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The appearance of our nails is not only a matter of aesthetic nature. Changes in the nails as well as their shape may be the basis for suspecting certain respiratory diseases. What are stick fingers and what can they testify to? What other nail plate lesions might suggest lung disease?

One of the most frequent variations in the appearance of nails are the so-called stick fingers, also called drummer sticks. However, this is not the only symptom of lung disease that you see on your nails. Other nail changes include covid nails, nipple, flaking nails, and visible Beau lines. What exactly do these symptoms mean?

Rod fingers - what is this symptom?

This symptom is that the nails take the shape of a watch glass and are definitely more convex than under normal conditions. This is due to the proliferation of connective tissue under the nail.

Rod fingers are much more often observed as a deviation in the morphology of the upper limbs than the lower limbs.

What is the reason why the nails look like a watch glass?

There are many reasons, as this symptom can accompany many diseases of the respiratory, cardiovascular and digestive systems.

Rod fingers are also associated with disorders of the hormonal balance (they occur, among others, in the course of Graves' disease or hyperparathyroidism), and interestingly, they can also appear for no apparent reason, which we then call idiopathic club fingers.

Rod fingers - causes related to the respiratory system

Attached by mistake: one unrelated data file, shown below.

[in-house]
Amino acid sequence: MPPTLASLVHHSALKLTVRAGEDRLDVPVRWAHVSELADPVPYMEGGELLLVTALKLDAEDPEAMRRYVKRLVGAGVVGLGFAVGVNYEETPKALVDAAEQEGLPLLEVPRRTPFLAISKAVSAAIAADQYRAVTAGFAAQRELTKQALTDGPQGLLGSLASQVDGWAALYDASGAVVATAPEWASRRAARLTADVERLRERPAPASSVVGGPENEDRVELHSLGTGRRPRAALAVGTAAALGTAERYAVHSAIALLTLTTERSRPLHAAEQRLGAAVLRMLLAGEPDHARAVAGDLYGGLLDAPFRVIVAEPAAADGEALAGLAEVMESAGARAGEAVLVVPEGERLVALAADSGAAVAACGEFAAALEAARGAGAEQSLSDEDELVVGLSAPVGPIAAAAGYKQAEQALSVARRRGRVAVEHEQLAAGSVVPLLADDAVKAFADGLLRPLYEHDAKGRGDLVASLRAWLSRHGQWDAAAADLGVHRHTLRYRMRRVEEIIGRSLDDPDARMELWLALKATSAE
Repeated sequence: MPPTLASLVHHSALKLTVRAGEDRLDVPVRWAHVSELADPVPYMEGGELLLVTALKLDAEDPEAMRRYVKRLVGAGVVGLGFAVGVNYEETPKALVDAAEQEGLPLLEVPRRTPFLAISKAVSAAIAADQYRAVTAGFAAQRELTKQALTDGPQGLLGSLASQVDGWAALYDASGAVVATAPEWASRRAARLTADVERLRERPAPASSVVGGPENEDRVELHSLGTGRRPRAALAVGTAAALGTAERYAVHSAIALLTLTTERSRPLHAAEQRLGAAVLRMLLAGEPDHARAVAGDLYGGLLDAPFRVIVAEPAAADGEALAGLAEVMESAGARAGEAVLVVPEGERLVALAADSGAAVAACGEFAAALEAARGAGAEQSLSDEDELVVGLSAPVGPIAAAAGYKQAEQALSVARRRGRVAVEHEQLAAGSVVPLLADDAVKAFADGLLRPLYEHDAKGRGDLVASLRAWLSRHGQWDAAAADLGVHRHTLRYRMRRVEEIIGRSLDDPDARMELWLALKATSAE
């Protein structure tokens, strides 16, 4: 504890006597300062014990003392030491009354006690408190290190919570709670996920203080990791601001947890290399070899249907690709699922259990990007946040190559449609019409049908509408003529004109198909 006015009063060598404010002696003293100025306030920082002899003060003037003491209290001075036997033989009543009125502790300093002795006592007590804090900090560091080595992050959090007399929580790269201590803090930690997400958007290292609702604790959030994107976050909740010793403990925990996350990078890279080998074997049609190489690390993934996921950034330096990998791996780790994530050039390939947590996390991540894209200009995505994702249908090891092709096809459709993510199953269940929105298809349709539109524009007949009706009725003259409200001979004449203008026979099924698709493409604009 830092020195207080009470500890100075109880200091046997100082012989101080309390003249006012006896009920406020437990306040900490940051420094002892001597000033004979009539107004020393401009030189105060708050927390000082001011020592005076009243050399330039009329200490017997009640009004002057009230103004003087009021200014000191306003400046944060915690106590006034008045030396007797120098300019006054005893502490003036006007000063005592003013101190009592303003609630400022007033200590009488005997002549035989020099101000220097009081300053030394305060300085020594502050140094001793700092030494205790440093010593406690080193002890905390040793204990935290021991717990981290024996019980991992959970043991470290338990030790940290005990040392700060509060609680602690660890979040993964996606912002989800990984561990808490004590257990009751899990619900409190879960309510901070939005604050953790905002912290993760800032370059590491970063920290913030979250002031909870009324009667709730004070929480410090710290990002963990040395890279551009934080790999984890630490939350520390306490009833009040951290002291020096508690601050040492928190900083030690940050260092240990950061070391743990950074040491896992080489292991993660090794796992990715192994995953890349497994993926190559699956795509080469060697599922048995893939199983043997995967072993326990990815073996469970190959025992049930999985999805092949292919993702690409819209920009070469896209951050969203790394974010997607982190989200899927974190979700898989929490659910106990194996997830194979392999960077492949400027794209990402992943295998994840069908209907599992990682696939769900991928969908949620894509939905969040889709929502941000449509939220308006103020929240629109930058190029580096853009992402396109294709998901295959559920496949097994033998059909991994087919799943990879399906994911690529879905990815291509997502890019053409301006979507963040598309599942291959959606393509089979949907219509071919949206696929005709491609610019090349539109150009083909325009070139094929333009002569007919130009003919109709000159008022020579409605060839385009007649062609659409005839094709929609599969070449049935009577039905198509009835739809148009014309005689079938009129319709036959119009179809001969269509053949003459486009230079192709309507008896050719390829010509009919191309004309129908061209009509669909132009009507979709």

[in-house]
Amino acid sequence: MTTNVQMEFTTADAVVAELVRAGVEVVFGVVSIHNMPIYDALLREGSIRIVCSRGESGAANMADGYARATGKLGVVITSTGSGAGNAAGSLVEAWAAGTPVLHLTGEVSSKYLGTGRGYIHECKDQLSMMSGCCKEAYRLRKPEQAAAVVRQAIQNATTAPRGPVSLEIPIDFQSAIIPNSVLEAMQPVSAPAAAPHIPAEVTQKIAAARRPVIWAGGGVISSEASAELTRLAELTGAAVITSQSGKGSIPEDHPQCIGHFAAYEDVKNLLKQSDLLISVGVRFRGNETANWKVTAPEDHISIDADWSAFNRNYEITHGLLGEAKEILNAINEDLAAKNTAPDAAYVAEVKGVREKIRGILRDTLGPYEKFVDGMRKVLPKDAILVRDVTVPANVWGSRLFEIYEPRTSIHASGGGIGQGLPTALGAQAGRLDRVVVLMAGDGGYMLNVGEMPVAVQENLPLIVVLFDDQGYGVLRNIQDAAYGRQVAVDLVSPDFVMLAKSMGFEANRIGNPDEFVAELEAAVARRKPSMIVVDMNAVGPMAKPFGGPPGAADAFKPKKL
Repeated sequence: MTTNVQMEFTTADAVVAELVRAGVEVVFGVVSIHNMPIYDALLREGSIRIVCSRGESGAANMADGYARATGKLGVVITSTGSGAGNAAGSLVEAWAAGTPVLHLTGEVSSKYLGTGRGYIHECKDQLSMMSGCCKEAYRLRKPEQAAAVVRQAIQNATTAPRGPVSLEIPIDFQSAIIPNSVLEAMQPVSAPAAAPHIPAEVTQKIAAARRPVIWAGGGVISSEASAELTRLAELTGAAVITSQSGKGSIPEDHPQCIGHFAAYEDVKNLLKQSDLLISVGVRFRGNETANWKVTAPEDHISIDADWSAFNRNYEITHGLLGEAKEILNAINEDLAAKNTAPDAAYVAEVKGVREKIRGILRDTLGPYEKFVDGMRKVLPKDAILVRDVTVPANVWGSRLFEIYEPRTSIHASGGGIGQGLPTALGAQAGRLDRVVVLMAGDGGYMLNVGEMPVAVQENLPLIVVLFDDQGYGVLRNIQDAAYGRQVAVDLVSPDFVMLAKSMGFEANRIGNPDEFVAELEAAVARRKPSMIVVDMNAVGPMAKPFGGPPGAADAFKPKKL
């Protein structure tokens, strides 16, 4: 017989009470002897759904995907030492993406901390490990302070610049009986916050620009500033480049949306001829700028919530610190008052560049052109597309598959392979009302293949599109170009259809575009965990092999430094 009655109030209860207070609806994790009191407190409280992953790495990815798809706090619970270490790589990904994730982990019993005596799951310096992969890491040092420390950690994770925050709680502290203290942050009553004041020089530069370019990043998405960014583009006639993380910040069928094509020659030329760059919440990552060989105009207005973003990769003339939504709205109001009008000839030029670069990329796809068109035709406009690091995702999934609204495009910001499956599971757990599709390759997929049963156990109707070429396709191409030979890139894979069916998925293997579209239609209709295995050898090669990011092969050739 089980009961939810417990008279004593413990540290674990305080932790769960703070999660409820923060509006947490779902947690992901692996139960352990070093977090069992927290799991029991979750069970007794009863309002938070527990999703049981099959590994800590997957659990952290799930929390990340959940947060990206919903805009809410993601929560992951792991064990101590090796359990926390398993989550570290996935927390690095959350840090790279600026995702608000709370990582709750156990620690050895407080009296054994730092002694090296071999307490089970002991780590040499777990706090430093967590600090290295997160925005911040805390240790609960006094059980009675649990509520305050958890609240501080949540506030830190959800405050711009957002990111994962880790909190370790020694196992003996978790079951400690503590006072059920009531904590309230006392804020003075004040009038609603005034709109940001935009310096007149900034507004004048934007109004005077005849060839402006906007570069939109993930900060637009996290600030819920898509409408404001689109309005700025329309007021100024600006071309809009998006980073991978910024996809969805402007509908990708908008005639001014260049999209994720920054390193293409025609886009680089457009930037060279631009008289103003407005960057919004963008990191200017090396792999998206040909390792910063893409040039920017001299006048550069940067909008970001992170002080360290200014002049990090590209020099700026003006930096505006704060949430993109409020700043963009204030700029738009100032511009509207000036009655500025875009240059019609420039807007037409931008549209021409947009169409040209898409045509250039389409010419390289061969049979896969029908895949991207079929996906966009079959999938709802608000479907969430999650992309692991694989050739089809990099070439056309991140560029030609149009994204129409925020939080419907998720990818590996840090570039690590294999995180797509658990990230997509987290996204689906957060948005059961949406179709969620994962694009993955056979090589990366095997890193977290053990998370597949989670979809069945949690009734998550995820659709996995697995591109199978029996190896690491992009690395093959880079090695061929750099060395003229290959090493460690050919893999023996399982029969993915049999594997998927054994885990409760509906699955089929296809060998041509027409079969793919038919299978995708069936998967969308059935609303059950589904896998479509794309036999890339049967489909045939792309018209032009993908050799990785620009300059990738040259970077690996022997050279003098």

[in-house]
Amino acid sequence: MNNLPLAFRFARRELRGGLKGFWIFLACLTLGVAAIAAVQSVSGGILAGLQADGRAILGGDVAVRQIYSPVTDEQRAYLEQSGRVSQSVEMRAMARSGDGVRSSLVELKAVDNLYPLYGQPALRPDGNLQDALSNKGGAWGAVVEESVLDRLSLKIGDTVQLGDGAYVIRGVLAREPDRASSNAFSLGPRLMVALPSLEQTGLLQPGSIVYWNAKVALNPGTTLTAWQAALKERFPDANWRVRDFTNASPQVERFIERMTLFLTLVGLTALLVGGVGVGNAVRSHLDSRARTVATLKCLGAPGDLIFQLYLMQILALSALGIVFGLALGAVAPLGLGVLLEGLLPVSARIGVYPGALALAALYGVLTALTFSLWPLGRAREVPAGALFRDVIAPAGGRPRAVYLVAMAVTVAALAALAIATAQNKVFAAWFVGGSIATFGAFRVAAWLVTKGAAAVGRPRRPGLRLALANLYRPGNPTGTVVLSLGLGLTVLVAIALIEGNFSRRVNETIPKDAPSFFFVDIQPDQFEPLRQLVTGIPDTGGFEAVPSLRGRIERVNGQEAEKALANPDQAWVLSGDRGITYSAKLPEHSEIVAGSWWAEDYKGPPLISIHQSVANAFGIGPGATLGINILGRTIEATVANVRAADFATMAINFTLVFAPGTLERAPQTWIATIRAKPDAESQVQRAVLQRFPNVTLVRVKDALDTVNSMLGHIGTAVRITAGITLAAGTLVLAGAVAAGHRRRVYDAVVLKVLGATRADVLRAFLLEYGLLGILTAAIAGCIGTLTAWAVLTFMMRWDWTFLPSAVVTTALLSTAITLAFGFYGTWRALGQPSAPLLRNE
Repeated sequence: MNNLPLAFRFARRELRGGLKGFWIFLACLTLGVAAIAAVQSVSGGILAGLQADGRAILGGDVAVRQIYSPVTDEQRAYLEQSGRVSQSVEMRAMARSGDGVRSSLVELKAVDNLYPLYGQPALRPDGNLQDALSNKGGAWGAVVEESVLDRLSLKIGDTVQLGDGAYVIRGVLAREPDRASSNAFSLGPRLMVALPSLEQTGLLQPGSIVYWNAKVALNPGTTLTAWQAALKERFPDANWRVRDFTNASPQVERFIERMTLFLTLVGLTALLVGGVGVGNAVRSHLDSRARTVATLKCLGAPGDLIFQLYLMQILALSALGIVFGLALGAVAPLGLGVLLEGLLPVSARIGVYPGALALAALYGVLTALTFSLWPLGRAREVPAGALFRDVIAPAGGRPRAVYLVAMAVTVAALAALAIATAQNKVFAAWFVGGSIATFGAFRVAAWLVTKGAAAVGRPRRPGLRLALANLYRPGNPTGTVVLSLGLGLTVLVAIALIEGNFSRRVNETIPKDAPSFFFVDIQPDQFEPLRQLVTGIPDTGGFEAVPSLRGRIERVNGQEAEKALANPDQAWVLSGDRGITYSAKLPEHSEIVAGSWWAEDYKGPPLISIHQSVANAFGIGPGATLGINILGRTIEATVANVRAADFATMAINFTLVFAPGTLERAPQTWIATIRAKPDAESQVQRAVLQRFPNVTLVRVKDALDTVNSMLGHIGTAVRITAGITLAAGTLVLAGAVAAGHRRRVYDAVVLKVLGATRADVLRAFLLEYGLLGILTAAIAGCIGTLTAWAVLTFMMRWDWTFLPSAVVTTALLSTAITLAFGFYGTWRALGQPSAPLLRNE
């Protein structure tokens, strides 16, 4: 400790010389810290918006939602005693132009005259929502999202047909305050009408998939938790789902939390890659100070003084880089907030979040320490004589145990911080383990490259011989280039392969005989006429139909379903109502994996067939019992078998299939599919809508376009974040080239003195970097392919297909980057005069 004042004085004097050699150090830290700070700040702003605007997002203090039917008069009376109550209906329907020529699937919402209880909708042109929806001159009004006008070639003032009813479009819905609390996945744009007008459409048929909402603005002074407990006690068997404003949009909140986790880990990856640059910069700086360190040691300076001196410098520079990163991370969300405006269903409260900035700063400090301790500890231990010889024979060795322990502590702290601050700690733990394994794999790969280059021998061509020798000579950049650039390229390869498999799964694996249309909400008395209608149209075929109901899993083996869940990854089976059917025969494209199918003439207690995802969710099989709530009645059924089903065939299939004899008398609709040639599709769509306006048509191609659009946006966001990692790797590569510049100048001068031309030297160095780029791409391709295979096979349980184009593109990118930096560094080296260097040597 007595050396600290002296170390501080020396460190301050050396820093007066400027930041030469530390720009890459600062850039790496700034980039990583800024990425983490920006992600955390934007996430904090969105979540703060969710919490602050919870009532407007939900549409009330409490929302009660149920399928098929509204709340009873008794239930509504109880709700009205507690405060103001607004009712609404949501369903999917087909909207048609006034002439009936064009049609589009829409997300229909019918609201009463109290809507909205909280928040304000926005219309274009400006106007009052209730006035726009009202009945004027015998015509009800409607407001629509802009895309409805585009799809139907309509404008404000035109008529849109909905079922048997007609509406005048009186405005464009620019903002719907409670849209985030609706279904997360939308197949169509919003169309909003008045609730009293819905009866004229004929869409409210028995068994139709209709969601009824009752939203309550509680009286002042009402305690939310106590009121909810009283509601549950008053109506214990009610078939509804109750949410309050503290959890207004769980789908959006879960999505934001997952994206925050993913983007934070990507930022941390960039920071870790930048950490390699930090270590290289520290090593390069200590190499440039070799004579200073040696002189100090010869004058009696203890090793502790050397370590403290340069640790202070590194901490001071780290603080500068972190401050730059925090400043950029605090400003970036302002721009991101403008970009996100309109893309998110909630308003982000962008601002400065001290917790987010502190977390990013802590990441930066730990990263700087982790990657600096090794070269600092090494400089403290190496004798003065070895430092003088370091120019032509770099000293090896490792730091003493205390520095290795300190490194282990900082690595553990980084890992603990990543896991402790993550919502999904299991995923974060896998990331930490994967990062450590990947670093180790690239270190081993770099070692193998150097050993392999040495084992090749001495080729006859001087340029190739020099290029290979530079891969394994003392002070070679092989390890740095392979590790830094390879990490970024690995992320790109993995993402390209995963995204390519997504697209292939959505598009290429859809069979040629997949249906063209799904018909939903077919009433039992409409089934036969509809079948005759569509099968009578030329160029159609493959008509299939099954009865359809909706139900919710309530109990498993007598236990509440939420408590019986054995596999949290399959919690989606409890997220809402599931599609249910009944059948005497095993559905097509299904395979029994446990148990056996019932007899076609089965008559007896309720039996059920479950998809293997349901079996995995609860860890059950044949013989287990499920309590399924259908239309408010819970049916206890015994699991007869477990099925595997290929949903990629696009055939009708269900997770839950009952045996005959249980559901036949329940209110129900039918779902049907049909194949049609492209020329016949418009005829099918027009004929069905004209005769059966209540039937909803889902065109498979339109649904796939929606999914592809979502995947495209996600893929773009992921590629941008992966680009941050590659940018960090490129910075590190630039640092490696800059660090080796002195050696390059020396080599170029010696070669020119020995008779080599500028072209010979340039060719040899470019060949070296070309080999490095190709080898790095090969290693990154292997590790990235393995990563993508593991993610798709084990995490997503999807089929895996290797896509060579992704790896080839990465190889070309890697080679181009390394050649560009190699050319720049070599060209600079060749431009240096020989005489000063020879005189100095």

Let's look at diseases related to the respiratory system, which may be manifested by the presence of stick fingers. These diseases include, first of all:

  • chronic obstructive pulmonary disease (COPD)- a condition resulting from the permanent restriction of airflow through the respiratory tract, typically manifested by chronic cough, coughing up mucus, and increasing breathlessness . In the vast majority of cases, long-term smoking is responsible for the development of this disease,
  • lung abscess- this is a reservoircontaining fluid (pus) that is located in the lung tissue. Symptoms of a lung abscess are most often fever, cough, and coughing up mucus. A lung abscess may be a complication of untreated pneumonia,
  • pleural empyema- this is the presence of an inflammatory exudate within the pleural cavity, typically manifested by coughing, shortness of breath, chest pain, and fever. Like a lung abscess, it can be a complication of pneumonia,
  • bronchiectasis- the essence of this disease is the irreversible widening of the bronchi, resulting from damage to their wall. The most important symptoms of bronchiectasis are a chronic, productive cough accompanied by the coughing up of often purulent secretions, as well as shortness of breath. Many years of COPD, pneumoconiosis, and some rheumatological diseases - e.g. rheumatoid arthritis,
  • can lead to the development of bronchiectasis.
  • pulmonary tuberculosis- an infectious disease caused by bacteria from the Mycobacterium tuberculosis complex group. Tuberculosis is associated primarily with the respiratory system, but it can actually affect any organ of our body, including the digestive system, heart, lymph nodes, bones, and even the nervous system,